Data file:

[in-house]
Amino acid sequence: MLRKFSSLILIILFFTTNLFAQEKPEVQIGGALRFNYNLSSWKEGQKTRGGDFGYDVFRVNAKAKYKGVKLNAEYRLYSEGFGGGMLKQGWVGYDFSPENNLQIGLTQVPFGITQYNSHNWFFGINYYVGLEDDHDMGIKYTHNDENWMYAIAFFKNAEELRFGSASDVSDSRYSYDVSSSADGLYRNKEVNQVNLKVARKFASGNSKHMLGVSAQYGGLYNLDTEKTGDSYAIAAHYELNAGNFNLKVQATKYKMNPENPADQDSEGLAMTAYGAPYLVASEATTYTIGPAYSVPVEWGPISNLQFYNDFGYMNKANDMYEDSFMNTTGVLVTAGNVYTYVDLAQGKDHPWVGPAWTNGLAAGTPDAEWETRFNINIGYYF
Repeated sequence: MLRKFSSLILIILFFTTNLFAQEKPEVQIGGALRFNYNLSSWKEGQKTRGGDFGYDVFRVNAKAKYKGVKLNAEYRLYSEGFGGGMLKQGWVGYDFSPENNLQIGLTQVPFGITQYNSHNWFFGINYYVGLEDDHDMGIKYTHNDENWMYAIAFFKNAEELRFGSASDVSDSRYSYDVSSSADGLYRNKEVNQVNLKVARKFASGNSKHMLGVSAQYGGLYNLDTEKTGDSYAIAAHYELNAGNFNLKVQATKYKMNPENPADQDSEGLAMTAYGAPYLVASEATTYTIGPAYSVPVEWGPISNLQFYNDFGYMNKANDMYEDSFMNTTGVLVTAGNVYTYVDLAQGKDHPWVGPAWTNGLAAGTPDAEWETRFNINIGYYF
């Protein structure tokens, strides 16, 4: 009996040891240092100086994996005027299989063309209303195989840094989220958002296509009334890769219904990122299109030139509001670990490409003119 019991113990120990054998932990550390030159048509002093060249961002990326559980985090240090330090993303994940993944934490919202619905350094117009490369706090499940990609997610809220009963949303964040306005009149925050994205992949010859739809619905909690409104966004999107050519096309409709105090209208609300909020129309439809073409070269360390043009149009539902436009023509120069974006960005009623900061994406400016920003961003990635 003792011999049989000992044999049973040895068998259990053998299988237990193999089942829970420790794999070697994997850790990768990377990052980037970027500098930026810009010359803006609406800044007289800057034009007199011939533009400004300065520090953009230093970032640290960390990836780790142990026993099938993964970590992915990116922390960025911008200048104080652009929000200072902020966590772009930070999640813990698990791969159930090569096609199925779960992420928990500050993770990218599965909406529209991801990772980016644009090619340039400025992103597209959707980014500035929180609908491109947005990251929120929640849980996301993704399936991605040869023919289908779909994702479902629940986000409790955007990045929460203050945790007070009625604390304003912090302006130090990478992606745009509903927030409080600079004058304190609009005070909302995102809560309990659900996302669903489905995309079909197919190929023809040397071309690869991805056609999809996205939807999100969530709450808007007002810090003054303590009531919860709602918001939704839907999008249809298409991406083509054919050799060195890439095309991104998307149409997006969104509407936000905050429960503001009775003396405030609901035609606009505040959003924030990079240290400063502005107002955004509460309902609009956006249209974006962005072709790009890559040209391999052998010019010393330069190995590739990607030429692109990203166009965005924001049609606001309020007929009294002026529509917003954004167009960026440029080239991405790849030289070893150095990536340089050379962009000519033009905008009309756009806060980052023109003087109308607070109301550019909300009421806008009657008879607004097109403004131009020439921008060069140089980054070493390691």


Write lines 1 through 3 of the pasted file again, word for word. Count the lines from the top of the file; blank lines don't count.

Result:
[in-house]
Amino acid sequence: MLRKFSSLILIILFFTTNLFAQEKPEVQIGGALRFNYNLSSWKEGQKTRGGDFGYDVFRVNAKAKYKGVKLNAEYRLYSEGFGGGMLKQGWVGYDFSPENNLQIGLTQVPFGITQYNSHNWFFGINYYVGLEDDHDMGIKYTHNDENWMYAIAFFKNAEELRFGSASDVSDSRYSYDVSSSADGLYRNKEVNQVNLKVARKFASGNSKHMLGVSAQYGGLYNLDTEKTGDSYAIAAHYELNAGNFNLKVQATKYKMNPENPADQDSEGLAMTAYGAPYLVASEATTYTIGPAYSVPVEWGPISNLQFYNDFGYMNKANDMYEDSFMNTTGVLVTAGNVYTYVDLAQGKDHPWVGPAWTNGLAAGTPDAEWETRFNINIGYYF
Repeated sequence: MLRKFSSLILIILFFTTNLFAQEKPEVQIGGALRFNYNLSSWKEGQKTRGGDFGYDVFRVNAKAKYKGVKLNAEYRLYSEGFGGGMLKQGWVGYDFSPENNLQIGLTQVPFGITQYNSHNWFFGINYYVGLEDDHDMGIKYTHNDENWMYAIAFFKNAEELRFGSASDVSDSRYSYDVSSSADGLYRNKEVNQVNLKVARKFASGNSKHMLGVSAQYGGLYNLDTEKTGDSYAIAAHYELNAGNFNLKVQATKYKMNPENPADQDSEGLAMTAYGAPYLVASEATTYTIGPAYSVPVEWGPISNLQFYNDFGYMNKANDMYEDSFMNTTGVLVTAGNVYTYVDLAQGKDHPWVGPAWTNGLAAGTPDAEWETRFNINIGYYF